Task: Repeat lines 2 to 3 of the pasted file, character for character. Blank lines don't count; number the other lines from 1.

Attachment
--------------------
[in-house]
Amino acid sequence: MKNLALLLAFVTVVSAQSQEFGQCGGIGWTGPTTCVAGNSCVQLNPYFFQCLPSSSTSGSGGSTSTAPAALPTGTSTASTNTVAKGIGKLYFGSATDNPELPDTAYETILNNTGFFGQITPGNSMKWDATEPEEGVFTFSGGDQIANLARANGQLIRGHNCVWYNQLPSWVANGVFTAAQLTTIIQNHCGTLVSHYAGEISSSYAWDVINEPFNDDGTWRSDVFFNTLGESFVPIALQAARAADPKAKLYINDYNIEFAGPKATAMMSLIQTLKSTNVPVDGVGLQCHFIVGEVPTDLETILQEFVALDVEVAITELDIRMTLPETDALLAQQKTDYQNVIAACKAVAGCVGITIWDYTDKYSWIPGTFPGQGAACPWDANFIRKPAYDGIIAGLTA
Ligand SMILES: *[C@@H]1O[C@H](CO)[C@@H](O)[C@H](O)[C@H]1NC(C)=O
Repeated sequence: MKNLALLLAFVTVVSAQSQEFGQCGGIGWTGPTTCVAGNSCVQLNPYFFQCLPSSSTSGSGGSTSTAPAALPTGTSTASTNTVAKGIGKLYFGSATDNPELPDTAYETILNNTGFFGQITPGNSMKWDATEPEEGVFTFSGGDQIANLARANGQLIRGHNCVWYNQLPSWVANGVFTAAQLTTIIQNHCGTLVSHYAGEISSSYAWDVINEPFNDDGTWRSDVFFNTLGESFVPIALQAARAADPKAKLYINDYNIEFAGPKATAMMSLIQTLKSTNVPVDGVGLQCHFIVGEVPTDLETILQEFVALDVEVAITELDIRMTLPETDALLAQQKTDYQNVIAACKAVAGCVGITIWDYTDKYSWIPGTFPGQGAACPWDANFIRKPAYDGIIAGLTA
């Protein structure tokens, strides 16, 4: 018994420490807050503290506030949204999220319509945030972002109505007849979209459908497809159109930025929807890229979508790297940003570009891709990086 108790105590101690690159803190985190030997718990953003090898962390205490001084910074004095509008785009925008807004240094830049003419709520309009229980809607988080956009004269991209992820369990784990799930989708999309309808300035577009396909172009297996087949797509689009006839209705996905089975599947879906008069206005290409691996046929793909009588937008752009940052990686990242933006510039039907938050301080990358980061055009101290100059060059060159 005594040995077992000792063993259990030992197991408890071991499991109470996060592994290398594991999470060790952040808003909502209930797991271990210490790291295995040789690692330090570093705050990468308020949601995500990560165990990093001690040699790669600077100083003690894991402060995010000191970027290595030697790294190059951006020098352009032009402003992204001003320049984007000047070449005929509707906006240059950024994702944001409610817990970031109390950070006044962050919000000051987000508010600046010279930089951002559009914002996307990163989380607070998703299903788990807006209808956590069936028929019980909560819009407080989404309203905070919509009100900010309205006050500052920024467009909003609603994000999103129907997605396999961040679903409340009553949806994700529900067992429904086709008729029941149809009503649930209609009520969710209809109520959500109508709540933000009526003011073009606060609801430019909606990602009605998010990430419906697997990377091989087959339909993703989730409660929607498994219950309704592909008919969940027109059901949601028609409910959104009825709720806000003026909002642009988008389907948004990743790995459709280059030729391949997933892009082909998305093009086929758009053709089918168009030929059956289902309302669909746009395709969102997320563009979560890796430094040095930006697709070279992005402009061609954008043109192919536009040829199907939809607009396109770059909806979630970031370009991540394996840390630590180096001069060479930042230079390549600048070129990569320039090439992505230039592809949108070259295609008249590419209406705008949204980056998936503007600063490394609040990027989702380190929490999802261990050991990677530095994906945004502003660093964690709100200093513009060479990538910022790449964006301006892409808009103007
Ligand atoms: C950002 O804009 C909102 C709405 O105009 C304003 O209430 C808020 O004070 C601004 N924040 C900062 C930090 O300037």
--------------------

Amino acid sequence: MKNLALLLAFVTVVSAQSQEFGQCGGIGWTGPTTCVAGNSCVQLNPYFFQCLPSSSTSGSGGSTSTAPAALPTGTSTASTNTVAKGIGKLYFGSATDNPELPDTAYETILNNTGFFGQITPGNSMKWDATEPEEGVFTFSGGDQIANLARANGQLIRGHNCVWYNQLPSWVANGVFTAAQLTTIIQNHCGTLVSHYAGEISSSYAWDVINEPFNDDGTWRSDVFFNTLGESFVPIALQAARAADPKAKLYINDYNIEFAGPKATAMMSLIQTLKSTNVPVDGVGLQCHFIVGEVPTDLETILQEFVALDVEVAITELDIRMTLPETDALLAQQKTDYQNVIAACKAVAGCVGITIWDYTDKYSWIPGTFPGQGAACPWDANFIRKPAYDGIIAGLTA
Ligand SMILES: *[C@@H]1O[C@H](CO)[C@@H](O)[C@H](O)[C@H]1NC(C)=O